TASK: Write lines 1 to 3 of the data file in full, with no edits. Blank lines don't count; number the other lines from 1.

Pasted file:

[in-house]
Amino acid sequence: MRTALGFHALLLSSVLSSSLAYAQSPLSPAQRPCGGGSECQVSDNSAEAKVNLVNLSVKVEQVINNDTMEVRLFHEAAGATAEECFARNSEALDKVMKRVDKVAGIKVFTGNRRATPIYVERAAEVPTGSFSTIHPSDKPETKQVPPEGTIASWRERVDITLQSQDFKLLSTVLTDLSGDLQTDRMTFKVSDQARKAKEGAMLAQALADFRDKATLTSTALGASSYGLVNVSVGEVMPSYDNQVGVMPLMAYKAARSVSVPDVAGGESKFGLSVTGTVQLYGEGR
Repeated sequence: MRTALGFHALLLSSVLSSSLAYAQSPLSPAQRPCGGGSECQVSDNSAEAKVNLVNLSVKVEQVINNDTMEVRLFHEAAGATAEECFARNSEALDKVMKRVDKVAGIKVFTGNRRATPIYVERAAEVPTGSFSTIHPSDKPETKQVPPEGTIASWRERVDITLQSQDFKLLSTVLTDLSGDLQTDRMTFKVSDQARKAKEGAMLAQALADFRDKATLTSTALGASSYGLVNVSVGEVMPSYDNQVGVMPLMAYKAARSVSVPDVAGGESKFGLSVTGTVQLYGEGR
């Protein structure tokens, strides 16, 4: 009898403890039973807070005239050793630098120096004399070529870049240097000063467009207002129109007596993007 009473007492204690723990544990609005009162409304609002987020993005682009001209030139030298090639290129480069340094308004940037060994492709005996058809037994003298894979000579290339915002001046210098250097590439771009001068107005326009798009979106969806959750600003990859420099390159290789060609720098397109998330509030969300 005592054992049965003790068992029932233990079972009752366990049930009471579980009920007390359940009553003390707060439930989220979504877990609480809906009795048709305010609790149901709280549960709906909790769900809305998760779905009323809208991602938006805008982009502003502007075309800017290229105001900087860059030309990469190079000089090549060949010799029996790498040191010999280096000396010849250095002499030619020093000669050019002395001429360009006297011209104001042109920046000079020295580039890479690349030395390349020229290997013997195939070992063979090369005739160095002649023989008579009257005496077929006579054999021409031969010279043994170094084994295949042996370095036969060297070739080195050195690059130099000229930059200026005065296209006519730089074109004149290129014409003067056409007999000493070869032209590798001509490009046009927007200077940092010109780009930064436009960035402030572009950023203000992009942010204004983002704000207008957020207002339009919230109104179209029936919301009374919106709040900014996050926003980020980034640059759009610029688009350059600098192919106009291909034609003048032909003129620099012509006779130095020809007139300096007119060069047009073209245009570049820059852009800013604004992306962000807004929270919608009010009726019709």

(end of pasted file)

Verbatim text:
[in-house]
Amino acid sequence: MRTALGFHALLLSSVLSSSLAYAQSPLSPAQRPCGGGSECQVSDNSAEAKVNLVNLSVKVEQVINNDTMEVRLFHEAAGATAEECFARNSEALDKVMKRVDKVAGIKVFTGNRRATPIYVERAAEVPTGSFSTIHPSDKPETKQVPPEGTIASWRERVDITLQSQDFKLLSTVLTDLSGDLQTDRMTFKVSDQARKAKEGAMLAQALADFRDKATLTSTALGASSYGLVNVSVGEVMPSYDNQVGVMPLMAYKAARSVSVPDVAGGESKFGLSVTGTVQLYGEGR
Repeated sequence: MRTALGFHALLLSSVLSSSLAYAQSPLSPAQRPCGGGSECQVSDNSAEAKVNLVNLSVKVEQVINNDTMEVRLFHEAAGATAEECFARNSEALDKVMKRVDKVAGIKVFTGNRRATPIYVERAAEVPTGSFSTIHPSDKPETKQVPPEGTIASWRERVDITLQSQDFKLLSTVLTDLSGDLQTDRMTFKVSDQARKAKEGAMLAQALADFRDKATLTSTALGASSYGLVNVSVGEVMPSYDNQVGVMPLMAYKAARSVSVPDVAGGESKFGLSVTGTVQLYGEGR